11 marketing, and entertainment, account holders may include organizations, family pets, and automated spambots. race and ethnicity A recent study from the Pew Research Center looked at Internet access by race and ethnicity (10). According to the study, 59% of Americans now use wireless technology such as a laptop or cell phone to access the Internet, up from 51% a year before, and minority Americans (defined by Pew Center researchers as AfricanâAmericans and English-speaking Hispanics) are outpacing Caucasian Americans in their mobile access. As Table 1 shows, nearly two-thirds of AfricanâAmericans (64%) and Hispanics (63%) are wireless Internet users, and minority Americans are more likely to own a cell phone than their white counterparts (87% of blacks and Hispanics own a cell phone, compared with 80% of whites). Additionally, black and Hispanic cell phone owners take advantage of a much wider array of their phonesâ data functions compared FIGURE 5 Age distribution across 19 social networking sites, 2010 (8). TABLE 1 USE OF MOBILE DATA APPLICATIONS BY POPULATION GROUP, 2010 Source: Smith (10). Activity A ll Adults White, Non- Hispanic A fricanâ American, Non-Hispanic Hispanic (English- speaking) Own a Cell Phone 82% 80% 87% 87% Activities among Adults with a Cell Phone: Take a picture 76% 75% 76% 83% Send/receive text messages 72% 68% 79% 83% Access the Internet 38% 33% 46% 51% Send/receive email 34% 30% 41% 47% Play a game 34% 29% 51% 46% Record a video 34% 29% 48% 45% Play music 33% 26% 52% 49% Send/receive instant messages 30% 23% 44% 49% Use a social networking site 23% 19% 33% 36% Watch a video 20% 15% 27% 33% Post a photo or video online 15% 13% 20% 25% Purchase a product 11% 10% 13% 18% Use a status update service 10% 8% 13% 15% M ean number of cell phone activities 4.3 3.8 5.4 5.8
12 with white cell phone owners. Although cell phone use is not by itself an indicator of social media use, both Africanâ Americans and Hispanics are more likely than whites to use cell phones to access the Internet, send and receive text messages, and access a social networking website (10). Less information is available about other demographic groups. For example, the Pew Center does not include Asians and Pacific Islanders in its standard demographic breakdowns because of their smaller representation in the U.S. popula- tion and, in some cases, the language barriers associated with interviewing these individuals (11). While this information suggests that most U.S. adults have access to the Internet, it also highlights a new potential issue for public agencies. While smart phones have made the Internet more accessible, and some even offer integration with social media applications, they pose their own usability challenges. When users access the Internet exclusively by cell phone, no matter how smart or sophisticated the device, they may not have access to all features of a website or application. Another Pew study focuses on use of government social media sites (12). Although the proportion of Americans who interact with government agencies using social media sites is small, there is little difference among the three major ethnic and racial groups. Despite similar levels of activity, however, minority Americans are more likely than white Americans to believe that government use of electronic communications helps keep citizens informed and makes agencies more accessible. There was an especially large gap in attitudes toward government use of social media. Only 17% of white Americans said it was âvery importantâ for government agencies to post information and alerts on social networks, compared to 31% of blacks and 33% of Hispanics (see Figure 6). education and income The same Pew study also showed that individuals with more education and higher household incomes were more likely to use online government services. Although the study did not highlight social media specifically, it did ask respondents whether they used tools such as blogs, e-mails, or text messages to obtain government information. Some 24% of respondents with an annual household income under $50,000 used these tools, compared with 39% of those with higher incomes. Similarly, 21% of those with a high school degree or less education accessed government information with these tools, compared to 36% of those who attended at least some college. At a minimum, these findings suggest the need for additional research on the correlation between social networking and factors such as wealth and education (12). Social Media MetricS The science of measuring social media use is still evolv- ing. Many platforms provide some level of built-in statis- tics. For example, Facebook counts âfriendsâ and âlikes,â FIGURE 6 Percentage within each group saying it is âvery importantâ for government agencies to do the above by ethnic group (12).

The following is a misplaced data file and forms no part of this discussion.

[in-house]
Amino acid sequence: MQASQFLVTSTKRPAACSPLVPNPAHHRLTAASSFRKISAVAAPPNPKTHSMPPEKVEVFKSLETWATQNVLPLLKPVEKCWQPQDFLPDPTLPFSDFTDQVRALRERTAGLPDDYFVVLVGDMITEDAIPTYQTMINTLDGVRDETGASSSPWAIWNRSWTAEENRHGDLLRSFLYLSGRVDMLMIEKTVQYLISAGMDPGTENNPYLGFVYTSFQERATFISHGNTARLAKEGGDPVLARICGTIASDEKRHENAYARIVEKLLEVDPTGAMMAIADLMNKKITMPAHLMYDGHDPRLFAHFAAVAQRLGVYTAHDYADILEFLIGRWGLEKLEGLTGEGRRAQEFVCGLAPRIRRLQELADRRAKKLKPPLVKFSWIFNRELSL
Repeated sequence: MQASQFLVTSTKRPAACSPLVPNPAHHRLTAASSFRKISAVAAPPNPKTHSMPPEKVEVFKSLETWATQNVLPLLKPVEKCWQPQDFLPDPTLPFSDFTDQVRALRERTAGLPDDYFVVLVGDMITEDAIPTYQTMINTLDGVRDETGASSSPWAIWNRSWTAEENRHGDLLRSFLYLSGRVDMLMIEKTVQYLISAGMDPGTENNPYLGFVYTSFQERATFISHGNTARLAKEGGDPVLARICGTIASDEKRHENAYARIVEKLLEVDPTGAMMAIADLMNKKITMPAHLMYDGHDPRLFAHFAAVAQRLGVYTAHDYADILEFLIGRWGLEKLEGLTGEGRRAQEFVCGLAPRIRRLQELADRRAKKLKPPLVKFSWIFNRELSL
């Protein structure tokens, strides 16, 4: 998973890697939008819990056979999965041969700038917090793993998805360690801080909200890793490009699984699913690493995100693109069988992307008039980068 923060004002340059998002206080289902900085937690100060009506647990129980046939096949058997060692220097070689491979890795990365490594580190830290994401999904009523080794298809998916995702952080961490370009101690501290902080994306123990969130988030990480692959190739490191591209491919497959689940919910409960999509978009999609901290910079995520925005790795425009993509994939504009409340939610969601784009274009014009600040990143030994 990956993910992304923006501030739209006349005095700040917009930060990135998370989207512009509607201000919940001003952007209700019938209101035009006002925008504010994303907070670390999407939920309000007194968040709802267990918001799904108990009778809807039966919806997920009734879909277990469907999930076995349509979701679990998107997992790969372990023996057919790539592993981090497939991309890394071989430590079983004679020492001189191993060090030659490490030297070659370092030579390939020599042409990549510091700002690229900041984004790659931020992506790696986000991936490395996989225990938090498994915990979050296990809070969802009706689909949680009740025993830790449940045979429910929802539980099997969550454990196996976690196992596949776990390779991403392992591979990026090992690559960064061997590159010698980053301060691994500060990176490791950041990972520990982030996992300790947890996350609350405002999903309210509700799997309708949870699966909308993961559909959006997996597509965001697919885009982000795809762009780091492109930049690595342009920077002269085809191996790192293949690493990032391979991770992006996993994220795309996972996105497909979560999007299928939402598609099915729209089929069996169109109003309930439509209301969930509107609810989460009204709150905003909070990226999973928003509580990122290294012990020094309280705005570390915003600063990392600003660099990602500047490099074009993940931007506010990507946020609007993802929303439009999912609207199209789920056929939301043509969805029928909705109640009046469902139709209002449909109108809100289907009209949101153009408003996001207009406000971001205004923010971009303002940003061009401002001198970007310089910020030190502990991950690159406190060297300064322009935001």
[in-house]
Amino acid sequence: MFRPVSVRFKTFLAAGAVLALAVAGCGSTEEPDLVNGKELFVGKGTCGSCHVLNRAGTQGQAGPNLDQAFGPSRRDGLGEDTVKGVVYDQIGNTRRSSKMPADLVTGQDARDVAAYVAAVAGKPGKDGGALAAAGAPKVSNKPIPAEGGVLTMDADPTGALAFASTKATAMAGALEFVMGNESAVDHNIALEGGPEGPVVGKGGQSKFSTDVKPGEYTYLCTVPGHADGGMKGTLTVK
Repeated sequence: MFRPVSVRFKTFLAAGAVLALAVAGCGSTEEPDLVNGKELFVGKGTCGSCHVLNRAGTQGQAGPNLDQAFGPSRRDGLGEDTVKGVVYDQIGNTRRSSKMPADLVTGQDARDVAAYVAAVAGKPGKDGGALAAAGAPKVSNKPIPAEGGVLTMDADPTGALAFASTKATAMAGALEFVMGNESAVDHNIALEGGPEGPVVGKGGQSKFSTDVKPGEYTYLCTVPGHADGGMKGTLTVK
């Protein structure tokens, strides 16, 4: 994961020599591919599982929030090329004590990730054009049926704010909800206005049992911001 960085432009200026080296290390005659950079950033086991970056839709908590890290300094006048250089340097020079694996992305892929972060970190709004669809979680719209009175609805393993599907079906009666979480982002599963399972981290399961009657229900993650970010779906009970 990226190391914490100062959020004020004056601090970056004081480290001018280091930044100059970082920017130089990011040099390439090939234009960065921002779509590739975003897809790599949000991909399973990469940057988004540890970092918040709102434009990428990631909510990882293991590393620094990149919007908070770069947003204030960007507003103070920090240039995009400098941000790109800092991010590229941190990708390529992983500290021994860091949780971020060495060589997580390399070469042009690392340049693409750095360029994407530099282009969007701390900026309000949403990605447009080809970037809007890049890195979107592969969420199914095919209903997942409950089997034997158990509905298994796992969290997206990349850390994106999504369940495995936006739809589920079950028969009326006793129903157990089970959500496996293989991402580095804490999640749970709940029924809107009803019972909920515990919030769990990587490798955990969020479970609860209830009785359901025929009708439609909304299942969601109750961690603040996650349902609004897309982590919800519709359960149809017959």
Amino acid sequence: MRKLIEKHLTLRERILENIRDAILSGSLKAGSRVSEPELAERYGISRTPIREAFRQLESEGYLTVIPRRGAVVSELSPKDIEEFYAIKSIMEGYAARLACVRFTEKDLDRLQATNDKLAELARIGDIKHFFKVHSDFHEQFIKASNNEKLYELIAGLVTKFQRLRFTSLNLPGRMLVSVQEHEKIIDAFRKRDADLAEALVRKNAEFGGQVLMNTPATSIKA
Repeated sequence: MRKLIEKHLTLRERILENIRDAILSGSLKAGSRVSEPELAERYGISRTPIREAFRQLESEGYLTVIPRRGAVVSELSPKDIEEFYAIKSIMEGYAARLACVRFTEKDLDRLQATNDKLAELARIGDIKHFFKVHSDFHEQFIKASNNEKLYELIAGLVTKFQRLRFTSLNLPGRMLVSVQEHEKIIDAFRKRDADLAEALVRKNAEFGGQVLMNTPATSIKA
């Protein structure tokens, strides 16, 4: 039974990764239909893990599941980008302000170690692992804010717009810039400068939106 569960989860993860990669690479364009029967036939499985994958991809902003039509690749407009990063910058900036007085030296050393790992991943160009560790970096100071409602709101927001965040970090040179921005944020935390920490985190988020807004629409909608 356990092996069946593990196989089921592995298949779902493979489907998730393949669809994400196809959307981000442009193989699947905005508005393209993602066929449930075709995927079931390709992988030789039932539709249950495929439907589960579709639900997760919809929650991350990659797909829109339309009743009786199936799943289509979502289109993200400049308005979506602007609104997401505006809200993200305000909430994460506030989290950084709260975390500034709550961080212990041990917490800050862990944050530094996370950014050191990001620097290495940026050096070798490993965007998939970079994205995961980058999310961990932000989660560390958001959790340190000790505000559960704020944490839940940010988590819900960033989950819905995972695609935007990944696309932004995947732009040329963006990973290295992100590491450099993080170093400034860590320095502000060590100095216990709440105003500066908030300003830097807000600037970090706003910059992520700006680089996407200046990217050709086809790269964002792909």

13 Twitter tracks followers and âtweets,â blogging software can count subscribers and impressions, and media-sharing sites such as YouTube and Flickr track views. These applications also provide account holders with additional tools for more detailed analysis, such as Facebook Insights and YouTube Insight. For example, Facebook Insights tracks the number of views for a post. By comparing impressions for each post, users can learn which topics resonate with their Facebook followers. In addition to these prepackaged statistics, numer- ous free and fee-based third-party applications are available for gaining additional insight into the effectiveness of social media activities. Google Analytics, for example, is primarily used for analyzing website visits; however, this free tool also enables agencies to analyze how visitors navigate to their website (including referrals from one or more social media platforms) and what kind of information they are looking for (through search-engine keywords). By drilling down a little further into the collected statistics, agencies can learn what pages on their website are most popular among these visitors, where these readers live (city, state, and country), length of visit, and other useful characteristics. Especially common for use with Twitter, where the length of posts is constrained, link shorteners take a long web address and condense it into a short version for easier posting and forwarding. Many of these services allow users to track the number of times read- ers click on the shortened link, which allows organizations to determine what links are popular and which are not. Finally, Klout is one of several applications that calculate a compos- ite score to represent a userâs social media influence, based on metrics compiled for Twitter, Facebook, and LinkedIn (13, 14). Some industry experts call for more sophisticated analy- sis, but this can require an investment in analytic software. Owyang and Lovett argue that simply collecting data without further analysis does not allow organizations to draw mean- ingful conclusions (15). For example, they say that it is not enough to track number of blog comments. Instead, orga- nizations could track âaudience engagement,â which they define as the ratio of total comments, shares, and trackbacks to total views. In other words, what percentage of viewers is taking some kind of actionâeither commenting on an online post, forwarding it to someone else (âsharesâ), or provid- ing a link back to the post from their own social media site (âtrackbacksâ)? Although the advice is geared toward private businesses that have the resources to purchase sophisticated software, the message applies to transit organizations as well. Counting without context does not create a complete picture of social media effectiveness. Most of the agencies surveyed for this study reported attempting in some way to analyze the effectiveness of their social media strategies. Most relied on informal feedback (94% of reporting agencies) or tracked the number of fol- lowers using built-in application statistics (91%). Just over half (56%) used third-party statistical applications such as Google Analytics and about 10% conducted surveys.